But first . . .


Sunday, John Paul Stevens – a hero to liberals and progressives – turns 88. The implications of this overwhelm any frustration we may feel over the continuing primary contest. (Trust me, it will end; we will have a great nominee; the nominee who doesn’t win will strongly support the one who does.)

Senator McCain is firmly on record hoping to see Roe v. Wade overturned and wanting to appoint conservative Justices.

Please: give $25 or $50 – or $500 – in honor of Mr. Justice Stevens’ birthday so we have the resources to win . . . stanch the rightwing slide of the Judiciary . . . and give Justice Stevens the option to retire, if he ever wants to.

We owe him!

And now . . .


This eight-minute video showcases two prototype cars that run on compressed air, one from an inventor in Nice, another an inventor in Melbourne. I totally don’t get it, of course. (How can there be so much power in compressed air? Why is it so cheap to compress it? Doesn’t it lose oomph as you let it out to run the motor? What if you pumped the pressure too high and it burst? Why did I major in ‘Slavic Languages and Literatures’ instead of ‘science?’)

One viewer noted that the air in compressed air is not fuel, it’s a battery. That much I get: Some other fuel, like coal, powers the generator that makes the electricity that powers the compressor that pressurizes the tank . . . which then stores that energy until it is released.

[Suggestion: Why not start by getting all the world’s lawn mowers to run this way and work up from there? No one expects a quiet lawnmower.]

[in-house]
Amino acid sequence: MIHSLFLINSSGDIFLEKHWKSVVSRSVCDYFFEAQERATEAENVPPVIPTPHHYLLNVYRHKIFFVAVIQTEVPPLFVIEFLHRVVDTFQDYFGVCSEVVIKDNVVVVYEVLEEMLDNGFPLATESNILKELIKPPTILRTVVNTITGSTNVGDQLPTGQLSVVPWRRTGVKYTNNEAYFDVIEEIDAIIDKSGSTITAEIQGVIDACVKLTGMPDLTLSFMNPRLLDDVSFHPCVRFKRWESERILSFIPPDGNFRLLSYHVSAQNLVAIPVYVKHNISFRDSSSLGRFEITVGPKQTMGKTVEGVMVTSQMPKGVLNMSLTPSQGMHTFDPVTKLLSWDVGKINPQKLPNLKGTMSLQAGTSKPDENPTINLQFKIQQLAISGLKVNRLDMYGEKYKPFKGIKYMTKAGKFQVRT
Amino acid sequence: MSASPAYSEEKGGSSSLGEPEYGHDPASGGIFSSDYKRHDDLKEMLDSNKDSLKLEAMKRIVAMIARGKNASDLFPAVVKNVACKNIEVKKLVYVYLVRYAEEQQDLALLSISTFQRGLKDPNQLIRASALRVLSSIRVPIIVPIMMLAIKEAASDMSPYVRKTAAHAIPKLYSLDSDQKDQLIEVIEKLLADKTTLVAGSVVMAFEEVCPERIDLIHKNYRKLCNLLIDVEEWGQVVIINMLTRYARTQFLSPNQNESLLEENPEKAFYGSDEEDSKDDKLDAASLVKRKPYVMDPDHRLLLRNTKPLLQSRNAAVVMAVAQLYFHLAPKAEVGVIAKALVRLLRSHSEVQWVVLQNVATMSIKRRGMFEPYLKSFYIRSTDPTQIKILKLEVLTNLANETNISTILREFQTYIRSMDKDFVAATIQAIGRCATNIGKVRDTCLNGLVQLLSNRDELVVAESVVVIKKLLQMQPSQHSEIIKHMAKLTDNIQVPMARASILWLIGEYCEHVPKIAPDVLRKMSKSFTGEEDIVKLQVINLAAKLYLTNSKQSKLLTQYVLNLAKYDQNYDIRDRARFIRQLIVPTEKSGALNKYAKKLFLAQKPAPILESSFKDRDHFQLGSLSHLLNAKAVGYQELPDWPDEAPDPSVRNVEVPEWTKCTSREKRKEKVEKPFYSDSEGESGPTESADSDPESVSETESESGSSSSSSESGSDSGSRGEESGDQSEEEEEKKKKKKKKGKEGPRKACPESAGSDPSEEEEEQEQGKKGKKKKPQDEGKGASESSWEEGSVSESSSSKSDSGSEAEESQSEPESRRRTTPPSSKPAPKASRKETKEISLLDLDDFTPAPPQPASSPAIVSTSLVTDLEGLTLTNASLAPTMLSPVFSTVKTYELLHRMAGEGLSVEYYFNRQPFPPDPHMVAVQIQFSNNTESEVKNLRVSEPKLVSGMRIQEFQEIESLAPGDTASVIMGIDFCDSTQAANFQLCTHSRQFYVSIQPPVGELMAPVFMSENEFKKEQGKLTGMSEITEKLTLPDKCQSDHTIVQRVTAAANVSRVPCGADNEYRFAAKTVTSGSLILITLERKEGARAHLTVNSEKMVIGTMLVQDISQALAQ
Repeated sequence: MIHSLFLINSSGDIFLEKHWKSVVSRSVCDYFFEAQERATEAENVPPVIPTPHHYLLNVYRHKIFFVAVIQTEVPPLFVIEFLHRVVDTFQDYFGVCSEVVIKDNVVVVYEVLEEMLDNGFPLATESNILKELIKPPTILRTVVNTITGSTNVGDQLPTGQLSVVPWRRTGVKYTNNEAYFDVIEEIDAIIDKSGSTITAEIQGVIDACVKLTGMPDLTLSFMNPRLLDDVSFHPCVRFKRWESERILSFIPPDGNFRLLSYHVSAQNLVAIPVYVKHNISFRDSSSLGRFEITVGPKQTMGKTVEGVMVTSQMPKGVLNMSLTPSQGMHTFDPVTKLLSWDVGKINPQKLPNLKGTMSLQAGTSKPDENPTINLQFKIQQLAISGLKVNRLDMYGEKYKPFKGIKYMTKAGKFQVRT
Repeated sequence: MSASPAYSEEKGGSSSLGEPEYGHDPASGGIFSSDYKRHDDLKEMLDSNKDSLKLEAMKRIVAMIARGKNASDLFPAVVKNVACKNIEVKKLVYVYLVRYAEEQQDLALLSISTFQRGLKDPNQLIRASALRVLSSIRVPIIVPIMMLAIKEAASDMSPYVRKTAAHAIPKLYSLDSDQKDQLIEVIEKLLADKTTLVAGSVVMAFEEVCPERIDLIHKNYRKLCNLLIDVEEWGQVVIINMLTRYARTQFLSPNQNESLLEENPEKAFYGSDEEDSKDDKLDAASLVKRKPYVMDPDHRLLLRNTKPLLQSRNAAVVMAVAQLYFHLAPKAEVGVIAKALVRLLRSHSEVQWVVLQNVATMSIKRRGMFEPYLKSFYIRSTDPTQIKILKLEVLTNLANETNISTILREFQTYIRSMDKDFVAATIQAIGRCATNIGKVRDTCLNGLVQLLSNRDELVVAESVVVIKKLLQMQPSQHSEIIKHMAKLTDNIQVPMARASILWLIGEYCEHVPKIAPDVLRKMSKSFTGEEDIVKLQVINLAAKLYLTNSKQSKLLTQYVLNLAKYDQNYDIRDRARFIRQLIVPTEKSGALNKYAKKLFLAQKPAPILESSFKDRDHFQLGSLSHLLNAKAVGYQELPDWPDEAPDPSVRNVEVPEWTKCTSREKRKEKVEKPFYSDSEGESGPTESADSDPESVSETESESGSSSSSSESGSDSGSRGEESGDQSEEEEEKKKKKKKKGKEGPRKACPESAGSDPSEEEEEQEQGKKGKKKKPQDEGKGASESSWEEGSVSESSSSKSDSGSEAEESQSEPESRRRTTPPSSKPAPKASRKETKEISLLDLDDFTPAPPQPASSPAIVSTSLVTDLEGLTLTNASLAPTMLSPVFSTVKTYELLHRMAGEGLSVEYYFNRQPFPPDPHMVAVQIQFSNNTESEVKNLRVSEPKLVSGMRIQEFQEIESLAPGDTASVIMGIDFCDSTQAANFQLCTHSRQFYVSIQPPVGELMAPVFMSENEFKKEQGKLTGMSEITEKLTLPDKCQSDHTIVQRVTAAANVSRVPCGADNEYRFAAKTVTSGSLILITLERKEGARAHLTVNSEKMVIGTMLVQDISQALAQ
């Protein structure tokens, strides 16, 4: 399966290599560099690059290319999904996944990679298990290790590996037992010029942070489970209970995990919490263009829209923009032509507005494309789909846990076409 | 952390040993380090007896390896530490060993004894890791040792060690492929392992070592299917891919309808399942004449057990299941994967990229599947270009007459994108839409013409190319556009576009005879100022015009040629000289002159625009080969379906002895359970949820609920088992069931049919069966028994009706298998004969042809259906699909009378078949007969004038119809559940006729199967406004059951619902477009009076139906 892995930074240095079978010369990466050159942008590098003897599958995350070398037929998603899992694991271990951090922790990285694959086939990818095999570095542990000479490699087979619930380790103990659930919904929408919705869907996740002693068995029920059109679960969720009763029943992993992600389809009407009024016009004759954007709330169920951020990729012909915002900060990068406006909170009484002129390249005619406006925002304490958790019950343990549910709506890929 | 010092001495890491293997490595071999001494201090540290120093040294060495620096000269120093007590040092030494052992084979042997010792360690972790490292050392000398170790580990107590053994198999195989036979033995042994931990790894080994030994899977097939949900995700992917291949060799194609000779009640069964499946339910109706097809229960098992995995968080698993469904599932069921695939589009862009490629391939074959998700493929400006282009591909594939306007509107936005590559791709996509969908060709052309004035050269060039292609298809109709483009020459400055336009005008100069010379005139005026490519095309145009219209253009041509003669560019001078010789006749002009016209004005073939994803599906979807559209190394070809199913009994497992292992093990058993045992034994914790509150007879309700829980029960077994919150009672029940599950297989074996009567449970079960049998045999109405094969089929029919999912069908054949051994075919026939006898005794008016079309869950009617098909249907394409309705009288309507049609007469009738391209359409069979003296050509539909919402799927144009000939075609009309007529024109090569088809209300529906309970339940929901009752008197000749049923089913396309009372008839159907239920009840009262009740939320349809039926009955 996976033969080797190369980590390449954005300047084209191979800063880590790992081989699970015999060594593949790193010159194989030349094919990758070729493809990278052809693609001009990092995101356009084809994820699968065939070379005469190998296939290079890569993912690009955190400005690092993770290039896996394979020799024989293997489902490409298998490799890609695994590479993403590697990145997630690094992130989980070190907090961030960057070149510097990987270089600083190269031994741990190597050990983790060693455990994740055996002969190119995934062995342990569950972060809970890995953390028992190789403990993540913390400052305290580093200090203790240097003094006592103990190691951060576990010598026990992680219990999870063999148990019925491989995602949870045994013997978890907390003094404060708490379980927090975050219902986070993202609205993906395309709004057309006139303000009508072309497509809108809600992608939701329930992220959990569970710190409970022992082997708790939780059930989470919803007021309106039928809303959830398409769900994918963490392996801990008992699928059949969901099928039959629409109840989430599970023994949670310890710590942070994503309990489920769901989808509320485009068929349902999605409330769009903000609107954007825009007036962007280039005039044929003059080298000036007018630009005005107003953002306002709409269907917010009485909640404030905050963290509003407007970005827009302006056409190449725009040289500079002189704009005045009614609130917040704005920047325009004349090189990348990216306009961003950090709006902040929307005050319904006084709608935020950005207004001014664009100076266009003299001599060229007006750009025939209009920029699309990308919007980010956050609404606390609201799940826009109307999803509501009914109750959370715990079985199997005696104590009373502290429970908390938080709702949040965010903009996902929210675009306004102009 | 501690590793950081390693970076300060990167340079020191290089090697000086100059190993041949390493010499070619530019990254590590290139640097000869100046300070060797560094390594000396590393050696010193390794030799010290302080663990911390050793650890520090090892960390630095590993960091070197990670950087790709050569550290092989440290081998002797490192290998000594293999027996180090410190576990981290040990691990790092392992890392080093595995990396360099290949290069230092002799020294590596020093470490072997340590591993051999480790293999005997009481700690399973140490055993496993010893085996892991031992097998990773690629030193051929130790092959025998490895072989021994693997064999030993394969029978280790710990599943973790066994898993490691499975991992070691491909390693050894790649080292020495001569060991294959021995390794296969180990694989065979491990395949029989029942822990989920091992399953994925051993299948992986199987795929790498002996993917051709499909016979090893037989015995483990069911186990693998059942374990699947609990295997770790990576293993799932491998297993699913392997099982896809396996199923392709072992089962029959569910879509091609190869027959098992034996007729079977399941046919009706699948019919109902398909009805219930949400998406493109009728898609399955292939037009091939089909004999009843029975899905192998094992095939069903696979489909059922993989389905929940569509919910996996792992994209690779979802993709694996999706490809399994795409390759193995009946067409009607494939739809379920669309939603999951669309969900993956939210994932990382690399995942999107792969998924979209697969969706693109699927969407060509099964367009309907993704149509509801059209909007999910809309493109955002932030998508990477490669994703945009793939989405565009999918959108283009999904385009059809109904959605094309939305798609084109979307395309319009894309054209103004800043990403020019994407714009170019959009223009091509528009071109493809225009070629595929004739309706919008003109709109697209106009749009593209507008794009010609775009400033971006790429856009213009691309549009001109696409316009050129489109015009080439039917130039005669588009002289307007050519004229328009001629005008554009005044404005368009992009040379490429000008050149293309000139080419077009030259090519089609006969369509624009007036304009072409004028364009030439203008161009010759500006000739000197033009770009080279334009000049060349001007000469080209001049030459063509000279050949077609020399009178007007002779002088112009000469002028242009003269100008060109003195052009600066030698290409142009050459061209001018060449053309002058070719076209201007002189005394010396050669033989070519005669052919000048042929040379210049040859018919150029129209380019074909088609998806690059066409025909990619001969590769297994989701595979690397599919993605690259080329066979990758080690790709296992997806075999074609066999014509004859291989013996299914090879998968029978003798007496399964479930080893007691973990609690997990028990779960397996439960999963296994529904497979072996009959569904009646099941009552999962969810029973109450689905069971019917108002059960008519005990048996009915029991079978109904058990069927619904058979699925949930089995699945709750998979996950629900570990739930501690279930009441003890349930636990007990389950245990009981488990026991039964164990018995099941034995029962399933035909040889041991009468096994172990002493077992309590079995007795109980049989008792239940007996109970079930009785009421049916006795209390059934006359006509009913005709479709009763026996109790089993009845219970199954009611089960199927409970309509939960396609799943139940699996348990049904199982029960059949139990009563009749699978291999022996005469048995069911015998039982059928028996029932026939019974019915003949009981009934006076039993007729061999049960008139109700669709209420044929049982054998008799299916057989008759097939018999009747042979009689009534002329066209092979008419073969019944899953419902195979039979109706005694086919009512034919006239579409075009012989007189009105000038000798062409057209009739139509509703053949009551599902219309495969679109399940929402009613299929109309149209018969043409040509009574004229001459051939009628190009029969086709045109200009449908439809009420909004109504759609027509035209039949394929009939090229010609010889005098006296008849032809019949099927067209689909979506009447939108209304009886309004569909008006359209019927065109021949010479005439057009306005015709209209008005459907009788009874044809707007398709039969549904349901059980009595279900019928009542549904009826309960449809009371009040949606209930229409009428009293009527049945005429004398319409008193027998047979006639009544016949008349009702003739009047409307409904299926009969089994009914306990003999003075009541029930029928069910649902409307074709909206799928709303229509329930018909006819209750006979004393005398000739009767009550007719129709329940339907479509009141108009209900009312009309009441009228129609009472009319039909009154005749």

Here‘s some more encouragement: supercapacitors will capture a great deal of currently wasted energy. Again, I understand virtually none of it, except to say that, now that the world seems finally to have focused its attention on the problem, we’ll have it largely solved in the next couple of decades. (Getting from here to there may not be pretty.)

Yet I’d be surprised if oil ever became cheap again – it has too many uses. (Remember when the Shah said oil was too valuable to burn? ‘There are more important uses for oil than burning it to produce energy, for God’s sake!’ Remember when there was a Shah?)

Yes, we will eventually wean ourselves off fossil fuels; but all the while, at least for the foreseeable future, we’ll be burning 80 million barrels of cheap-to-extract oil into the atmosphere (give or take) every day. So the supply will continue to diminish – by 80 million barrels a day! – and by the time we need it only to make Saran wrap, there may be just enough left. So the price may remain high even then.

An (admittedly imperfect) analogy could be wood. Once our species’ only source of fuel, it keeps getting replaced by other materials – whether by coal (for heat) or plastic (for deck chairs) or pixels (for paper) – and yet keeps getting a little more expensive, outpacing inflation.


Remember, for all our considerable problems, Ray Kurzweil’s prediction of technological progress over the next 50 years that will be 32 times as astonishing as over the previous 50. Imagine, a decade from now, memory so intense that an iPod can hold 3,500 feature-length movies. IBM seems to be racing along exactly that track. At around which time, I hope, a tiny Google chip could be injected in my arm, programmed to lodge just where it needs to in my brain.

Who could lose a bar bet, or forget a phone number, ever again?


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